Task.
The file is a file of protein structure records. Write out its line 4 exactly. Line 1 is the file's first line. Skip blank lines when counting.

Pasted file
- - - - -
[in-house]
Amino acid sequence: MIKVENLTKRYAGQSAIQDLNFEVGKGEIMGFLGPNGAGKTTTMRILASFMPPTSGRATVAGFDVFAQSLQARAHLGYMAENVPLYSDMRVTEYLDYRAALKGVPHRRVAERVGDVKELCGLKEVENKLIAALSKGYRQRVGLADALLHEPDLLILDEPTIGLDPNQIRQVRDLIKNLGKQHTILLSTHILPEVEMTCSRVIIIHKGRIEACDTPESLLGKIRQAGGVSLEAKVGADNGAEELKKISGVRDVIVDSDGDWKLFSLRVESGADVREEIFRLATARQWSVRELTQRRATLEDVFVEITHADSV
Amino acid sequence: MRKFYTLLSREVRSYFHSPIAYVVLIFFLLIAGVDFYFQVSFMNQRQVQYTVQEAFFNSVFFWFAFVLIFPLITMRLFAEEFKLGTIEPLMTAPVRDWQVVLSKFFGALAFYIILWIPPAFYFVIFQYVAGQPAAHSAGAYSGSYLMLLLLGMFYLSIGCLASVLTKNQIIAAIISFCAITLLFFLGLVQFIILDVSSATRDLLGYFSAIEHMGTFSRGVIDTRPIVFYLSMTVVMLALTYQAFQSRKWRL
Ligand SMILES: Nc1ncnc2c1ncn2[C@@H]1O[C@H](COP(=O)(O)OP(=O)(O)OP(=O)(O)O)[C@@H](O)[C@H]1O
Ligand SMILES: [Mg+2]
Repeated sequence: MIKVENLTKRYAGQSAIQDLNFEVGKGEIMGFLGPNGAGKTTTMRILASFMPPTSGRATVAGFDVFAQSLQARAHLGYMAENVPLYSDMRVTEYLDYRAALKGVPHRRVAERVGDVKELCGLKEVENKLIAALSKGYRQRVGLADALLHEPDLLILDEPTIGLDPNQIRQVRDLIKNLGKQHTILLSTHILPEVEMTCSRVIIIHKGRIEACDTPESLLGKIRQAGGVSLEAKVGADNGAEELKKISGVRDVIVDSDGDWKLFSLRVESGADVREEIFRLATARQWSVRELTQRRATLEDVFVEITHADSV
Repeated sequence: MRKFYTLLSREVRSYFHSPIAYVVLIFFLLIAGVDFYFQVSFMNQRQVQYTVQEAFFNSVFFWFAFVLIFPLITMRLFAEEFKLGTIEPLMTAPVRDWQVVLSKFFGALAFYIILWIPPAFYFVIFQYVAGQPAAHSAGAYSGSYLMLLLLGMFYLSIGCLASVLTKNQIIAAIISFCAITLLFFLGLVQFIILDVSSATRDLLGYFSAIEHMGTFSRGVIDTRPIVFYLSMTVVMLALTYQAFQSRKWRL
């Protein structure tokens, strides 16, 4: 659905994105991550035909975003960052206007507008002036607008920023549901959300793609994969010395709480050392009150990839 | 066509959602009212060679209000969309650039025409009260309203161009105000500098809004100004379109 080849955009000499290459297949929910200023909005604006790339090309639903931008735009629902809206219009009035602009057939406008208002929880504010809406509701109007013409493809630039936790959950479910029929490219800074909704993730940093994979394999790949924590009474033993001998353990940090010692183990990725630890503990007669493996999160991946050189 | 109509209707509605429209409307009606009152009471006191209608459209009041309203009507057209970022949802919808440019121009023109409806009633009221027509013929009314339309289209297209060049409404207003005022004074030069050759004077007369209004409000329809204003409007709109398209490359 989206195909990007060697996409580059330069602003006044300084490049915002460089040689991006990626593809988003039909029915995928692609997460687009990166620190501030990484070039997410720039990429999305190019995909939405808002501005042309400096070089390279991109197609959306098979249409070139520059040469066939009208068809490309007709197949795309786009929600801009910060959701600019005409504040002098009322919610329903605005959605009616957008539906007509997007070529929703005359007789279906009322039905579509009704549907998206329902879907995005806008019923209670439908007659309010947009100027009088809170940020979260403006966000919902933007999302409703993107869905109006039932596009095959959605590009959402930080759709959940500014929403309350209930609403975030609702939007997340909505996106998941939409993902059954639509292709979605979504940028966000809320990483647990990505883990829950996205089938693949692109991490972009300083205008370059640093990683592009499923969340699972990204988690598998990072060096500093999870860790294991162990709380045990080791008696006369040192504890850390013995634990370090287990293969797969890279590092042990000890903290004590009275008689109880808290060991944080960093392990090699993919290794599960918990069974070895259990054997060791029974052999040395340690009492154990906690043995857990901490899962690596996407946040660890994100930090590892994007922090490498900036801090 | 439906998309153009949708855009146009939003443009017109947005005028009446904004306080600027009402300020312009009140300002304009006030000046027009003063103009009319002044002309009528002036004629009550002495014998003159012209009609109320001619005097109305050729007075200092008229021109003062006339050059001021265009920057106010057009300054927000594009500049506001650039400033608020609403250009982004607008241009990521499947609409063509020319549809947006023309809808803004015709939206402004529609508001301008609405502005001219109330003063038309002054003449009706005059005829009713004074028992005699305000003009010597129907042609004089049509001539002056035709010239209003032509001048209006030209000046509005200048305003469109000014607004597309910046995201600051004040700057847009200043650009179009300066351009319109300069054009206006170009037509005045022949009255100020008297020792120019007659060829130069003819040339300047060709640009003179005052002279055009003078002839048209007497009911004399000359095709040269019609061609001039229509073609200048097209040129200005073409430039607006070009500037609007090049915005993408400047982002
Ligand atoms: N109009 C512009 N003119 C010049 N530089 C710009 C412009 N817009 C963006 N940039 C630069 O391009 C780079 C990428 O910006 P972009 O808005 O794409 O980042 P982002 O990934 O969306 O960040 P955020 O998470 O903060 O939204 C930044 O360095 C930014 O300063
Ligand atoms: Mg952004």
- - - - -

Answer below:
Ligand SMILES: Nc1ncnc2c1ncn2[C@@H]1O[C@H](COP(=O)(O)OP(=O)(O)OP(=O)(O)O)[C@@H](O)[C@H]1O